A Holiday the MBTA Can’t Afford to Take
Lately it seems that the MBTA has become the redheaded stepchild of financially troubled quasi-public agencies. While the Turnpike Authority is offered bailouts, the public transit system’s pleas for help coping with increased ridership and soaring fuel prices have largely gone unheeded.
To add insult to injury, the state seems ready to allow the fifth-annual sales tax holiday on August 16-17, which will deprive the MBTA of some much-needed cash.
According to the Pioneer Institute, the MBTA gets 20 percent of the state’s sales tax revenue, which makes up nearly 60 percent of its budget. As MBTA Chief Financial Officer Jonathan Davis testified in March, the faltering economy is hurting the agency’s bottom line.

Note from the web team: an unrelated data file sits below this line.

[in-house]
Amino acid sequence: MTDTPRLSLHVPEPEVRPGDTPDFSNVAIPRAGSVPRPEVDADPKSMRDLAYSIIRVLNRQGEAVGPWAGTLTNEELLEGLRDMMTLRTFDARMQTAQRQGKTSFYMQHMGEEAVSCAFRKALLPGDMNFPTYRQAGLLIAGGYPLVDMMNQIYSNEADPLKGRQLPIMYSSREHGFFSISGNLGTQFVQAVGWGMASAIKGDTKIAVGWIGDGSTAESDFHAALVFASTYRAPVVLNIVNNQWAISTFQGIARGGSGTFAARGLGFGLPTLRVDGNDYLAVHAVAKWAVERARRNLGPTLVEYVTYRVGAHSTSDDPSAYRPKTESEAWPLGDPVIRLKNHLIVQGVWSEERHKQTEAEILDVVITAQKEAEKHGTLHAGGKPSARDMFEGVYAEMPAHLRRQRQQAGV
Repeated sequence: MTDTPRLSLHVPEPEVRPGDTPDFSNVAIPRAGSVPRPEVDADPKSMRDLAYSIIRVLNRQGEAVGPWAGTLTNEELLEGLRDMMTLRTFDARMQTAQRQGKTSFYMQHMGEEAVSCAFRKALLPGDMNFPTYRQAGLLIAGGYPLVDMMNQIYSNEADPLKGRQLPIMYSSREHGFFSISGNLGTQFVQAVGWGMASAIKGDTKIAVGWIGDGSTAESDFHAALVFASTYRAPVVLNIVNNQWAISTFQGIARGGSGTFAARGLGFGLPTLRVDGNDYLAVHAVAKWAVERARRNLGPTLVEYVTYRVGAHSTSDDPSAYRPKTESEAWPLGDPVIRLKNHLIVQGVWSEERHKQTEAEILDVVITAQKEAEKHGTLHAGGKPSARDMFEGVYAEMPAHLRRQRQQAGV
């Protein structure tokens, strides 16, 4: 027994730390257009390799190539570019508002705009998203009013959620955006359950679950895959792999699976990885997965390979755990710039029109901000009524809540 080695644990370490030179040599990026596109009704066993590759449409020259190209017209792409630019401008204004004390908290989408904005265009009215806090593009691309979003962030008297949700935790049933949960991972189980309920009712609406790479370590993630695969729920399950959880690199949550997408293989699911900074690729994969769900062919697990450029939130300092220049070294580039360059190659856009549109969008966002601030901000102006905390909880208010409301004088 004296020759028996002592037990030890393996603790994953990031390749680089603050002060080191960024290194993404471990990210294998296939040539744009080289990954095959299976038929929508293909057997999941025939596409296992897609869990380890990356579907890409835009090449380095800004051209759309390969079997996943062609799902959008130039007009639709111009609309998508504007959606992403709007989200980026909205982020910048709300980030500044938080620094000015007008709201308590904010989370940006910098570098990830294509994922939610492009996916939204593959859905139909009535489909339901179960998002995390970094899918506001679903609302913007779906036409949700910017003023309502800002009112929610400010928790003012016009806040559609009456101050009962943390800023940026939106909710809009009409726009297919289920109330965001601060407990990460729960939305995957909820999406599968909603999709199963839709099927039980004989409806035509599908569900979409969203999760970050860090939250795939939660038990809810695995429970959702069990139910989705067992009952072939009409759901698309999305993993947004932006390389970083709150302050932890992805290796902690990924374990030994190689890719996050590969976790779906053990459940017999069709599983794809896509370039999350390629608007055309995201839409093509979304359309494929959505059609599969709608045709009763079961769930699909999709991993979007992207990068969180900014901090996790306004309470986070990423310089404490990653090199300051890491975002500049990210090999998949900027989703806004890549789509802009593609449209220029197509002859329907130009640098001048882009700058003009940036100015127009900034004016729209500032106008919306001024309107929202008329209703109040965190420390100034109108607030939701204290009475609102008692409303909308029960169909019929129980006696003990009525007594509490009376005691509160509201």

Sales tax revenue, our largest source of revenue, has grown less than expected and has not met even the most pessimistic minimums assumed at the start of forward funding.
It doesn’t seem like it’s a good time to take money away from the MBTA, especially when you take into account that last year’s sales tax holiday cost the state $15.9 million in taxes, which in turn cost the MBTA slightly more than $3 million. Even at $4 a gallon, that could buy a lot of gas for the buses.